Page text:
Wood is considered both a renewable and carbon-neutral energy source in Europe. However, large swaths of forests are being clear-cut to cover the demand for wood.
In an effort to move away from fossil fuels, the European Union has been subsidizing the burning of wood for energy production for more than a decade.
As a result, wood in all its forms, such as tree logs, forest residues, crop waste and wood pellets, has become the most common source of energy in Europe.
For the first time, an E.U. institution has recognized that burning trees might not be the best way of getting off fossil fuels and stopping runaway climate change.
However, large swathes of European forests are starting to disappear to satisfy the growing demand for wood across the continent. The energy crisis spurred by the war in Ukraine has further exacerbated the problem of clear-cutting European woodlands.
In Finland and Estonia, forests, once considered critical points in the battle to reduce carbon dioxide levels in the atmosphere, are now regarded as carbon emitters due to extensive logging.See Also:Europe Endures Hottest Summer on Record
“People buy wood pellets thinking they’re the sustainable choice, but in reality, they’re driving the destruction of Europe’s last wild forests,” said David Gehl of the Environmental Investigation Agency, a Washington-based advocacy group.
In Romania, the New York Times tracked a load of trees harvested from an ecologically significant woodland to a wood-processing plant that grinds the trees into sawdust to form pellets. According to the American newspaper, the plant received hundreds of shipments of trees from protected forests in the past year alone.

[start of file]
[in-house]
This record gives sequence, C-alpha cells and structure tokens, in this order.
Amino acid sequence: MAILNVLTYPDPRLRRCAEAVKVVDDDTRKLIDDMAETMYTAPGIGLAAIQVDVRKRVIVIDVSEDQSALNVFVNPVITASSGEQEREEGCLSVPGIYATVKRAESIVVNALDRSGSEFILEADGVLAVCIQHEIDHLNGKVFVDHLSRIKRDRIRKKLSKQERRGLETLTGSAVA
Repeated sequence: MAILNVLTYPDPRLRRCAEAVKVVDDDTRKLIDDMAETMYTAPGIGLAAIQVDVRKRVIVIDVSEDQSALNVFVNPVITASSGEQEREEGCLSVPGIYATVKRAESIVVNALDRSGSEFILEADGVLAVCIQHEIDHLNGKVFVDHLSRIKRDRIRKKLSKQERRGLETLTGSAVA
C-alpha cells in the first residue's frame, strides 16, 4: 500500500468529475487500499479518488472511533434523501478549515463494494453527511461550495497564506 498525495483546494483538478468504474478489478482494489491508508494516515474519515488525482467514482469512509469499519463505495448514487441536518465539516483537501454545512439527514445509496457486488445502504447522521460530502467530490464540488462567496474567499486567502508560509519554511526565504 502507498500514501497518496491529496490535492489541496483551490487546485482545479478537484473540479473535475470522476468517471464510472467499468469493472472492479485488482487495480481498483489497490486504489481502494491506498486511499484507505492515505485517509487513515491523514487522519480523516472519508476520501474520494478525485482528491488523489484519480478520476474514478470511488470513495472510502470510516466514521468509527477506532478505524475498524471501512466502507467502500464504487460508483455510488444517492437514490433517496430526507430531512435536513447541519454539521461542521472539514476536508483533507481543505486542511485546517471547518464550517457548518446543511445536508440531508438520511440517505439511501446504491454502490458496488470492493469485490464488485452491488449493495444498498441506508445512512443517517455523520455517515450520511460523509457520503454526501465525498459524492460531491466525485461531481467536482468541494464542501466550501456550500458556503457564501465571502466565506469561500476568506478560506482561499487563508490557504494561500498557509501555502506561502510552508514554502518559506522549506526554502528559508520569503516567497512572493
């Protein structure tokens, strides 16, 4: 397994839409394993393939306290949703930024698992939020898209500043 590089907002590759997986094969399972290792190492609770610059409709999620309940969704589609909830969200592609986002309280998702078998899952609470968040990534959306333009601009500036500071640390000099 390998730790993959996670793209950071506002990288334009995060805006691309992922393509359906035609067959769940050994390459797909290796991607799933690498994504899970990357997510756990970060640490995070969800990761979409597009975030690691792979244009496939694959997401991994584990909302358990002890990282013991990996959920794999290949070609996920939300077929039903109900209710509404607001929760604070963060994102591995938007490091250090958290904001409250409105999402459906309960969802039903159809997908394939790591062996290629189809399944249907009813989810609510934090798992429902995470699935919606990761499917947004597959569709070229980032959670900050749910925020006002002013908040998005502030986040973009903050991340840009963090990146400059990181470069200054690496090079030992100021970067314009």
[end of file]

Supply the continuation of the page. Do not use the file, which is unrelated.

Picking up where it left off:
The hunger for wood in Europe has also crossed the Atlantic Ocean, fueling a booming industry with devastating effects on the woodlands of the rural southeastern United States.
Additionally, a study conducted by the E.U. last year found that burning wood for energy causes more pollution than receiving the same amount of energy from fossil fuels.
Nevertheless, the energy produced from wood is dubbed carbon-neutral in Europe, and the Member States can freely use it to achieve their clean-energy targets in the context of the Paris Climate Agreement.
The European Parliament voted to end public subsidies for ‘primary woody biomass,’ aiming to taper off cutting down trees for energy production. Using forest residues and wood waste as an energy source, on the other hand, will remain eligible for subsidies.
“For the first time, an E.U. institution has recognized that burning trees might not be the best way of getting off fossil fuels and stopping runaway climate change,” said Alex Mason, head of E.U. climate and energy policy at the World Wildlife Fund (WWF).
The parliamentary bill has to be negotiated with the Council of the European Union and the European Commission before becoming law.
However, several European countries, especially in central and northern Europe, oppose the initiative to phase down wood-burning as an energy source, particularly while uncertainty exists over the delivery of oil and gas shipments from Russia to Europe.
“We need more domestic renewable energy and self-sufficiency, not less,” Antti Kurvinen, the Finnish minister for agriculture and forestry, said. “I will fully promote forest energy.”